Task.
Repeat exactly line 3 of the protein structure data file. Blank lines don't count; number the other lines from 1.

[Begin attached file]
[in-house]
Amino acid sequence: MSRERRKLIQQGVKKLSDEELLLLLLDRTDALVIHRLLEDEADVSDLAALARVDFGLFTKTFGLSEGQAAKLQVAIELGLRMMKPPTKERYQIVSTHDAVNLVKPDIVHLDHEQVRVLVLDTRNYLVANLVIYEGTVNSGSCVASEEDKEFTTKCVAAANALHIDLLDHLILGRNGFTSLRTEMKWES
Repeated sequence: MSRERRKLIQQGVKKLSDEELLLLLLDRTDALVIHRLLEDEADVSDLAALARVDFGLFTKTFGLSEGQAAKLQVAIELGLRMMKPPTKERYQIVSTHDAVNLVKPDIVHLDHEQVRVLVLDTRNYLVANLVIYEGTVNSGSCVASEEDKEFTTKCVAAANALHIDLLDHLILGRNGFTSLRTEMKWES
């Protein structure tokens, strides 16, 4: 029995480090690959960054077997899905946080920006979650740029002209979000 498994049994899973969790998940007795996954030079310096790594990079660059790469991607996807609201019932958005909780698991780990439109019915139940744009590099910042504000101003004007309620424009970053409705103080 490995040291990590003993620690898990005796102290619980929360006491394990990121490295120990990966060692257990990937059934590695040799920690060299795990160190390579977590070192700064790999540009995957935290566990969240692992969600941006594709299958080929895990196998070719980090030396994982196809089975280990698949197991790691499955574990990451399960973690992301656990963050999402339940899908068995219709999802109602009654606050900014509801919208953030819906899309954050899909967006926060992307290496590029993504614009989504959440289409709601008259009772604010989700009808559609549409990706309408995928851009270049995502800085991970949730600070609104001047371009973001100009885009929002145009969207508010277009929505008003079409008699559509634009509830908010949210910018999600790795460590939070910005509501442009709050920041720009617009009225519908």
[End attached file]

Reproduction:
Repeated sequence: MSRERRKLIQQGVKKLSDEELLLLLLDRTDALVIHRLLEDEADVSDLAALARVDFGLFTKTFGLSEGQAAKLQVAIELGLRMMKPPTKERYQIVSTHDAVNLVKPDIVHLDHEQVRVLVLDTRNYLVANLVIYEGTVNSGSCVASEEDKEFTTKCVAAANALHIDLLDHLILGRNGFTSLRTEMKWES